Tuesday, February 12, 2008

Afghan War Strains U.S., Allies’ Bond

Tensions between America and her European “allies” reportedly are growing as Defense Secretary Robert Gates calls upon Europeans to do more in helping in war torn Afghanistan in the ongoing struggle to defeat Al Qaeda led terrorism.

Secretary Gates has expressed his frustration that repeated requests for “the allies to contribute more troops, and to allow commanders to use them with fewer restrictions,” continue falling flat.

An article from the Associated Press appearing on
Military.com discusses the increasing tensions as Secretary gates prods Europe to help out more in the fight against terrorists.

NATO (North Atlantic Treaty Organization), set up with European nations after World War Two to counter Soviet aggression, is currently in charge of the war, although it falls upon America to supply the majority of the Troops used currently in Afghanistan. US Army General Daniel McNeill, the top Commander in Afghanistan requested more Troops to fight terrorists who have begun increasing their activities. NATO member Nations continue to stonewall on sending more Troops, even though since September 11, 2001, terrorists have been targeting them instead of the US.

In efforts to undermine the Bush administrations prosecution of the ongoing war, Democrats began labeling it “the Forgotten War.” Senator Hillary Clinton, in a
December 2003 speech said,

“Let me turn now to Afghanistan, a place I believe we have not paid sufficient attention to in recent months. And by "we," I refer to all of us, citizens, the media, elected officials, the administration. And this point was crystallized for me when I was greeted by a soldier saying, ‘Well, senators, welcome to the forgotten front line of the war against terror.’”

In an August 2007 speech, Senator Barack Obama claims,
“I was a strong supporter of the war in Afghanistan.”
He then laments about how efforts need to be increased in Afghanistan, Iraq needs to be abandoned and such, but neither calls upon our NATO allies, the same allies they demanded be included in the first place, to increase their commitment.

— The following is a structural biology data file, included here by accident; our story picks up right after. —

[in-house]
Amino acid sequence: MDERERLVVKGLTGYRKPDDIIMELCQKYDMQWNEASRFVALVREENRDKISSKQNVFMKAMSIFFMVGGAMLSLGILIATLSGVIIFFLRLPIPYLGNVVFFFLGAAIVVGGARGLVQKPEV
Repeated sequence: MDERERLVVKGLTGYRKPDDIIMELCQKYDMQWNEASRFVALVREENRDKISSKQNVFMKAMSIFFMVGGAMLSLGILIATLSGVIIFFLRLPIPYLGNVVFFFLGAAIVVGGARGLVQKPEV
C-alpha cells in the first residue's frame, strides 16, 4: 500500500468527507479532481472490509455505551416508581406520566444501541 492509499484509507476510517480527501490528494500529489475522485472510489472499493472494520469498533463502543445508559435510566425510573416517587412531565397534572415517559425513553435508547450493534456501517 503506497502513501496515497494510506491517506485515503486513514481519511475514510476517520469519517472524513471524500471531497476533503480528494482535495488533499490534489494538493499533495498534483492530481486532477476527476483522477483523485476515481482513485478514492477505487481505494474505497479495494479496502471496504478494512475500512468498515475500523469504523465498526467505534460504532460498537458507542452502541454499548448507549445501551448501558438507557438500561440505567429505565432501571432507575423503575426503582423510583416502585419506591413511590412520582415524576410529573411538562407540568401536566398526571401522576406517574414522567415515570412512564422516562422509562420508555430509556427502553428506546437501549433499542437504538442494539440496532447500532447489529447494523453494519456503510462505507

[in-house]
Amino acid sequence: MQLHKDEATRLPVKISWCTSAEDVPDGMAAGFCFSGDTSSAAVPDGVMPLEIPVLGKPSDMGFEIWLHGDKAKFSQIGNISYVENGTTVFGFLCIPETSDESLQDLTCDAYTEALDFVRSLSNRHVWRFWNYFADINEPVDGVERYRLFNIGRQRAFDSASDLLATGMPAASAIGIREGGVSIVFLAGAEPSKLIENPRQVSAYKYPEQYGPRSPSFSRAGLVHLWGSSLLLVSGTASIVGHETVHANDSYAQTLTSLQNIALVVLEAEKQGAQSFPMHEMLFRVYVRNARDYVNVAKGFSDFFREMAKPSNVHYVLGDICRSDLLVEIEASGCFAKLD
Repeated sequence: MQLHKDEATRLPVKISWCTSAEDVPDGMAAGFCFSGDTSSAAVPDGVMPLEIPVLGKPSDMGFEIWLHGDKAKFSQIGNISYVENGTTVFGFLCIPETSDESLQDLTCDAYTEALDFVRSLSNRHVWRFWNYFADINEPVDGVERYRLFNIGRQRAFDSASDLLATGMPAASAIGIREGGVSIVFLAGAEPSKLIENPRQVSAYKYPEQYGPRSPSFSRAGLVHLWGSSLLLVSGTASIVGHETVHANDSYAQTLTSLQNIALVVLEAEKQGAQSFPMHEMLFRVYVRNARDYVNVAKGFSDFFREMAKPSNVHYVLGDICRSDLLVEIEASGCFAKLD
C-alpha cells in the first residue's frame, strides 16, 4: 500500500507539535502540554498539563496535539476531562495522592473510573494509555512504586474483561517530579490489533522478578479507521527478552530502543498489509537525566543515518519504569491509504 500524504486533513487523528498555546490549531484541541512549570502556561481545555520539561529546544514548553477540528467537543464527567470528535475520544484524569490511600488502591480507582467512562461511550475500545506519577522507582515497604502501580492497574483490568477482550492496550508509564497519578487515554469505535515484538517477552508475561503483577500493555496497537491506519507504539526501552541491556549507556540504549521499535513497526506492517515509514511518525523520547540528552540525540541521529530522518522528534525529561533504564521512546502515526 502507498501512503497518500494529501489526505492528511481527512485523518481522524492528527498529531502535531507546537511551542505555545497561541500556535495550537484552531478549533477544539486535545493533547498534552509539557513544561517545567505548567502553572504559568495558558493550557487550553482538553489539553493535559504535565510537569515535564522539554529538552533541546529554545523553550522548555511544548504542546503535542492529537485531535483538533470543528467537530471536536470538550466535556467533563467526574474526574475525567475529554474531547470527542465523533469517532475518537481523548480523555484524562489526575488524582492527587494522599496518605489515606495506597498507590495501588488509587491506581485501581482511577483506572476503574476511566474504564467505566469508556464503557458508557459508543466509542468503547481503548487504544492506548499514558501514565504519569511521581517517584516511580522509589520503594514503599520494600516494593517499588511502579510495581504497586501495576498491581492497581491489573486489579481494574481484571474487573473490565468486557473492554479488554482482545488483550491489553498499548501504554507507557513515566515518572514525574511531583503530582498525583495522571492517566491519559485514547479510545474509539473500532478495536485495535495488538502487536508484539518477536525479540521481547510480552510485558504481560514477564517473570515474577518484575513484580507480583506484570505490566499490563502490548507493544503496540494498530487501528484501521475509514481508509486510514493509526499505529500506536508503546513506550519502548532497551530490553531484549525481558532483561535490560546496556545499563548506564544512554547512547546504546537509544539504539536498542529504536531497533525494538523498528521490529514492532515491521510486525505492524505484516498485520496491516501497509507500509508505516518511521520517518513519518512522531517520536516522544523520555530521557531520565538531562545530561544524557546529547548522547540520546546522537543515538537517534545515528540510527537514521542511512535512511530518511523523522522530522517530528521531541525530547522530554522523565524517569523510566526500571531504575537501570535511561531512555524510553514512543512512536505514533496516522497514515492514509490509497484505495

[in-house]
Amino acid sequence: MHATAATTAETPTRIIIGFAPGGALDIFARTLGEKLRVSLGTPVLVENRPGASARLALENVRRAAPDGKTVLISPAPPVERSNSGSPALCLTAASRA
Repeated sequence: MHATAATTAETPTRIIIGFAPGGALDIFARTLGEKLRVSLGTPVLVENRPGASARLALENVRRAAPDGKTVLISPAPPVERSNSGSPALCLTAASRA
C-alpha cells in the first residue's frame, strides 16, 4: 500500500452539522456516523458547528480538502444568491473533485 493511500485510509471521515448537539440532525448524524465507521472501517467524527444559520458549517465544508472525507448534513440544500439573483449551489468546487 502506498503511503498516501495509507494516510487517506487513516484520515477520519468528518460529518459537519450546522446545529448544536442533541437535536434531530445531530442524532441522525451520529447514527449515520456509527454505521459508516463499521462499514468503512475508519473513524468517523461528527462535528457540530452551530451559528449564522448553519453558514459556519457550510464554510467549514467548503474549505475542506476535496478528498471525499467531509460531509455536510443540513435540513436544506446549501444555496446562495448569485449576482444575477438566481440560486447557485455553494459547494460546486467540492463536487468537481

Former NATO commander Gen. James Jones, in a study published the Atlantic Council, "Saving Afghanistan" said,
“If NATO cannot provide new forces to fight in the south, its credibility will be dealt a powerful blow, throwing into doubts its future cohesion and hence viability.”

Others quote General Jones with “NATO’s Not Winning in Afghanistan.”

The German Publication, Der Spiegel, in 2005 ran an article, “
How Widespread is Terrorism in Europe?,” in which they acknowledge,
“It has long been clear that Europeans, especially Britons, could be attacked at any time. The attacks in Istanbul in November 2003 (57 dead) and the train bombings in the Madrid suburbs on March 11, 2004 (191 dead) were only the beginning. "No country," says EU counterterrorism coordinator Gijs de Vries, "can nurture false hopes of being safe." German Interior Minister Otto Schily, who flew to London on Friday to meet with his British counterpart, warns that "radical Islamists have also explicitly named Germany as an enemy."

Just a couple years ago, Paris France erupted in rioting, largely claimed to be the work of Radical Muslims. An article from Council of Foreign Affairs told us in 2005,
"Radical Islam is spreading across Europe among descendants of Muslim immigrants. Disenfranchised and disillusioned by the failure of integration, some European Muslims have taken up jihad against the West.”

Radical Islam is the sect that produces the terrorists that act to force others into accepting and living under their radical and oppressive beliefs.

While it might seem advantageous to avoid Afghanistan and concentrate on the security of their homelands, wouldn’t their forces better be marshaled in keeping terrorism away from the homeland in the first place?

In spite of small coalitions being formed, Democrats have long faulted for President Bush for his “unilateral approach” in the War on Terror. Handing Afghanistan over to NATO, at the behest of many who claim Afghanistan is the “real War On Terror,” seems to be failing.

In America and in Europe many falsely believe radical Jihadists can be “reasoned with” to stop attacking the west. These people turn out in droves to protest Military action against those who will stop at nothing to kill our society. Perhaps they are the reason NATO nations are so reluctant to increase the effort to defeat terror.

Should the fight in Afghanistan fail and NATO fall apart, who will they turn to when radical Jihadists, freshly trained and equipped from rebuilt bases in Afghanistan and quite possibly Iraq, should America’s anti-war crowd succeed, begin terrorist attacks anew to subjugate the masses under another
Taliban Rule of Horror?

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